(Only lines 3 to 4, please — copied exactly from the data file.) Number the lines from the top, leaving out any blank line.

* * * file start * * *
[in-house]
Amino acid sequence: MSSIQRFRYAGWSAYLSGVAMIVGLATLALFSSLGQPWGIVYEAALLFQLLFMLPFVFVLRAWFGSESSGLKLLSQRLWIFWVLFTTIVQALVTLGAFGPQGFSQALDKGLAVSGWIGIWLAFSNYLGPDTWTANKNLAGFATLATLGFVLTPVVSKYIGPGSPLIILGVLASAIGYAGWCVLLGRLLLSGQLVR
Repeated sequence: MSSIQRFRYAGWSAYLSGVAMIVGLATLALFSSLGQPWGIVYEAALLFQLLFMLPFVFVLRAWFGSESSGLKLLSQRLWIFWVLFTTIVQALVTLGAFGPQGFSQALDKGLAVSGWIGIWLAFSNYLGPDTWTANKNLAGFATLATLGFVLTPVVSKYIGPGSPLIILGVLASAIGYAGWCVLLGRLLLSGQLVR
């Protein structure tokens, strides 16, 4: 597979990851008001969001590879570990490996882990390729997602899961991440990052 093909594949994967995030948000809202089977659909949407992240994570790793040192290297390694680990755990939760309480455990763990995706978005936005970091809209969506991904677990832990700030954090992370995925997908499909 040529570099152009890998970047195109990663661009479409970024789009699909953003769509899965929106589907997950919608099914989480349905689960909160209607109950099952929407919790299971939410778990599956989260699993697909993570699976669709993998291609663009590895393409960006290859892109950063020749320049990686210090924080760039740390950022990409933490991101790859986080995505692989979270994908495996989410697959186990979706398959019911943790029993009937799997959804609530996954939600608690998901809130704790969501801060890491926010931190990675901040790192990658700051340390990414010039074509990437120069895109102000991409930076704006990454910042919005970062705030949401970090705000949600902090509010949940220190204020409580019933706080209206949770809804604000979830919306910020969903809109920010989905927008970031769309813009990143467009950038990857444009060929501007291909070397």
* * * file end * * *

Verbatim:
Repeated sequence: MSSIQRFRYAGWSAYLSGVAMIVGLATLALFSSLGQPWGIVYEAALLFQLLFMLPFVFVLRAWFGSESSGLKLLSQRLWIFWVLFTTIVQALVTLGAFGPQGFSQALDKGLAVSGWIGIWLAFSNYLGPDTWTANKNLAGFATLATLGFVLTPVVSKYIGPGSPLIILGVLASAIGYAGWCVLLGRLLLSGQLVR
């Protein structure tokens, strides 16, 4: 597979990851008001969001590879570990490996882990390729997602899961991440990052 093909594949994967995030948000809202089977659909949407992240994570790793040192290297390694680990755990939760309480455990763990995706978005936005970091809209969506991904677990832990700030954090992370995925997908499909 040529570099152009890998970047195109990663661009479409970024789009699909953003769509899965929106589907997950919608099914989480349905689960909160209607109950099952929407919790299971939410778990599956989260699993697909993570699976669709993998291609663009590895393409960006290859892109950063020749320049990686210090924080760039740390950022990409933490991101790859986080995505692989979270994908495996989410697959186990979706398959019911943790029993009937799997959804609530996954939600608690998901809130704790969501801060890491926010931190990675901040790192990658700051340390990414010039074509990437120069895109102000991409930076704006990454910042919005970062705030949401970090705000949600902090509010949940220190204020409580019933706080209206949770809804604000979830919306910020969903809109920010989905927008970031769309813009990143467009950038990857444009060929501007291909070397």